HOW SNARK PUT THE SPIRIT BACK IN GENERAL CONFERENCE

Last week was General Conference and I had one of the most positive experiences that I have had in years. I’ve watched close to ever session of GenConf for as long as I can remember, so I have had lots of experience. GenConf as a missionary was the best—we gathered as a district and would watch one session a day for a week and it was a break from the norm, also one of the only times we could WATCH something (although, let’s be honest, when you are SO starved for entertainment that GenConf is entertaining you’re in dire, dire straits and not jamming out with the Sultans of Swing getting your Money for Nothing).

So, why was this past week so great? I live-tweeted every session, which I’ve never done before (I was initially intending on totally disengaging from social media because it seems to be a breeding ground for two very different responses that taint my experience: the spiritually saccharine responses and the hurt, critical, bordering on unforgiving, ones).

But, why did this help me (and others…hopefully)?

I think there are a few reasons (surprise!).

  1. Released My Snark. I’m pretty snarky (if you know me that’s really no surprise and if you’ve ever read anything I’ve written, also probably no surprise). I don’t use my snark to attack or be negative; it’s just my way of engaging with the world (whether that’s good or bad, is an entirely different question). GenConf usually doesn’t provide an outlet for my snarkiness (without ruining the experience for whomever I am watching with, which is just rude and that’s not me). But twitter was the perfect place for me to be snarky without detracting from the spirit that those around me were feeling.

    I'm snarky, but you don't have to take my word for it.
    I’m snarky, but you don’t have to take my word for it.
  2. Engaged with the Material (Accountability?). Because I was live-tweeting, I felt an obligation to be engaged with GenConf, aka there was a sense of accountability introduced. I mean, I usually feel that way due to surrounding social pressures, but this was different. It felt less stressful and more positive. Anyway, I was engaging with the ‘text’ if you will (even if you won’t, I’m still going to call it that. *Shrug*). That engagement was positive, rather than letting the message pass through me unprocessed to paper, I needed to transform it from the words that were spoken into something valuable and meaningful for me. To borrow a scriptural phrase, to liken it unto myself (liken? Really? Liken lichen…weird).
  3. Relaxed. I wasn’t focused on trying to be super spiritual and receive some grand life-changing revelation, but was simply going to let the Spirit wash over me. I tend to feel more enlightenment when I am not overly worried about becoming enlightened (oh the paradox…maybe I’m just terrible at striving for enlightenment and need to try harder). Rather than worrying about writing down brilliant insights from each talk and losing the very Spirit I was trying to gain, I just let go and waited for inspiration to come.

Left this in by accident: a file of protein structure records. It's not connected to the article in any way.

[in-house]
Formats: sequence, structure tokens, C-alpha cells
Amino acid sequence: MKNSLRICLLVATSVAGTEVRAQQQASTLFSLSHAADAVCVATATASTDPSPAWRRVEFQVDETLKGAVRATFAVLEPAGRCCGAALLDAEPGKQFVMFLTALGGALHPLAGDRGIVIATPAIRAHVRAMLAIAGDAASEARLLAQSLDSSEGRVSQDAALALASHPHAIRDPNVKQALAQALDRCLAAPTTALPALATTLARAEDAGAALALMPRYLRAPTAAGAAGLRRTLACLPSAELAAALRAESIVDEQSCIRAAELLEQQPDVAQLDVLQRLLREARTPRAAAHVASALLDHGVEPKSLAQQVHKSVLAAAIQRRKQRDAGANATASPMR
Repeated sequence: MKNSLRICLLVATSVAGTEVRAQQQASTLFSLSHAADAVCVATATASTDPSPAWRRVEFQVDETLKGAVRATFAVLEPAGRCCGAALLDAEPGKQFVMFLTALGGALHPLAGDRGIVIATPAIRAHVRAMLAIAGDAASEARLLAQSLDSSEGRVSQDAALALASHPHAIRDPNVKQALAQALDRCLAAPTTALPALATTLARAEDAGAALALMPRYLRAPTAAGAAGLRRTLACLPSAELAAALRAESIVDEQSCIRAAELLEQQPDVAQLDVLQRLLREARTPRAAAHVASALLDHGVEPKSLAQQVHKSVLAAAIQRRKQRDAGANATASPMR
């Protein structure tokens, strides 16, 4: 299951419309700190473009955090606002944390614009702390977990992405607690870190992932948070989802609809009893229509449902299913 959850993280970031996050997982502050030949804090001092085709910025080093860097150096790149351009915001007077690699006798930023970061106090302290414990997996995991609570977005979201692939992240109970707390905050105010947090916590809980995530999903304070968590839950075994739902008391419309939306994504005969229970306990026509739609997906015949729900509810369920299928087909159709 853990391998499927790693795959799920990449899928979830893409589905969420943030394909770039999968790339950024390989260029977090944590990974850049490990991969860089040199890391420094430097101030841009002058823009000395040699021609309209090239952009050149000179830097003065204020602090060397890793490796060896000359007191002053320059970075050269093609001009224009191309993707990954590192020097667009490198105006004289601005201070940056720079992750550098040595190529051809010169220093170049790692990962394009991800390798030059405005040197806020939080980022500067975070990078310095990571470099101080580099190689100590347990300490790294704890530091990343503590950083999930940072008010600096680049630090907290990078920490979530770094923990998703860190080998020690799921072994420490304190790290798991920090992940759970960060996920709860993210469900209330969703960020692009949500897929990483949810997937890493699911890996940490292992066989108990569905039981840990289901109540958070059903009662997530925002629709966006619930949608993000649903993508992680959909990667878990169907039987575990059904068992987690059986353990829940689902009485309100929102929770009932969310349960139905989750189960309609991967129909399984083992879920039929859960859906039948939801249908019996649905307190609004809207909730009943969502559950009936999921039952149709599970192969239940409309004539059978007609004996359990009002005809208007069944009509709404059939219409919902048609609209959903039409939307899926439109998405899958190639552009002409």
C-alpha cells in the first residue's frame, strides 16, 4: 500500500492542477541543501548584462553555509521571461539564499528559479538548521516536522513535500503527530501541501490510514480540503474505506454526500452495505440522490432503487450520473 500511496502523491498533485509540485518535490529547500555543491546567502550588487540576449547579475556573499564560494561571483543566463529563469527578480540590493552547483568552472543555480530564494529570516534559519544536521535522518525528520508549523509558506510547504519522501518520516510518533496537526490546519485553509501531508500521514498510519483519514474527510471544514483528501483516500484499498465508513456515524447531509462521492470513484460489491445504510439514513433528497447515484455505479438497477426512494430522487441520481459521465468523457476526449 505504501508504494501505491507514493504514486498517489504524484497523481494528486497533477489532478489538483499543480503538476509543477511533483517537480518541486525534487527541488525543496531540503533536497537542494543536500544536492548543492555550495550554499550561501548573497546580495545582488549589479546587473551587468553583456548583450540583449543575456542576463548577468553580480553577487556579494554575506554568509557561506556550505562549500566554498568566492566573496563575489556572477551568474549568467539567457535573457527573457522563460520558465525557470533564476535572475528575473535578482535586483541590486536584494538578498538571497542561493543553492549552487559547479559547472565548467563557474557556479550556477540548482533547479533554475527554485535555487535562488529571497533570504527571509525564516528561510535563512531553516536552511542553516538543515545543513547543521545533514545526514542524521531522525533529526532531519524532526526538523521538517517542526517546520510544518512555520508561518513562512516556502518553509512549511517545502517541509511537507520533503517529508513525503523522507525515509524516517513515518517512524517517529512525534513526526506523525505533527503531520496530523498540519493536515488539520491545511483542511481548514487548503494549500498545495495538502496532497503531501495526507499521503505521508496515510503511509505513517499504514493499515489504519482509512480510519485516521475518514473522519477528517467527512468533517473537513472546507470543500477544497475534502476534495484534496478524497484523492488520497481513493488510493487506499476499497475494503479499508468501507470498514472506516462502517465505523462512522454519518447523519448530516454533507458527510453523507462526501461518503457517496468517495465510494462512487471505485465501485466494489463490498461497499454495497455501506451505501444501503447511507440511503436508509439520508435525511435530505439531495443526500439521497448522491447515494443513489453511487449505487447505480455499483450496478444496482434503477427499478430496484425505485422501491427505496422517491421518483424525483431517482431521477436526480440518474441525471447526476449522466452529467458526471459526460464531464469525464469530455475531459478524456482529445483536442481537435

4. Re-directed My Criticality. I’m a critic (in almost every sense of the word. The more educated I become, the better armed I am to critique). This can make watching GenConf difficult. It tends to be a place of grand, simplified arguments that are (or pretend to be) ignorant of history. I tend to lose sight of the Spirit that the speaker’s trying to bring by focusing on the flaws in their argument. BUT, tweeting focused my attention on being clever and snarky (which may cross-over into finding holes in argumentation, but in a much more light-hearted, well-intentioned way). I distracted my intellect, better allowing me to feel the spirit of the messages.
  5. Lightened the Mood. GenConf is largely a deathly serious 8-12 hour adventure. Sure, there are attempts at humor, but with a few exceptions (Pres. Monson) the humor is that terrible Mormon pulpit humor and the delivery is atrocious. And, I get that (the deathly serious part, not the atrocious humor part). For most people, reverence is linked with seriousness. I don’t really buy into that (did you read my “Undead, Zombie Jesus” poem?). I mean, I’m a pretty thoughtful, introspective, deep person (attributes typically linked with a serious nature), but given my snark (mentioned above) I tend to always engage with a dash of snark and sarcasm, seriously undermining my seriousness. Snarkily tweeting created a more light-hearted atmosphere that was more conducive to the way that I personally engage with the Spirit (and life generally).

And there you have it. Why live-tweeting made GenConf work for me.

But before you go: a couple closing thoughts. One from Andrew Delbanco’s book College: What it Was, Is, and Should Be: “Although a lecture takes place in public, listening to it was—and ideally, still is—a fundamentally private experience” (61-62). I stumbled on this while doing research for a paper yesterday and it seemed important. I feel like social media kind of bridges that gap as well, providing public exposure of a primarily private experience. Therefore it seems a fitting supplement to the lecture experience (which GenConf definitely fits into).

More importantly however, is a scripture we all know: “Adam fell that men might be; and men are, that they might have joy” (2 Nephi 2:25). Tweeting made GenConf a joyful experience for me (yes, joyful. Not just a lowly, worldly pleasurable experience. Straight-up joy). This probably won’t be the case for everyone, but it sure was for me. It’s been a long time since GenConf left me with an overwhelmingly happy and positive feeling.

And that’s how snark put the Spirit back in General Conference.

 

 

 

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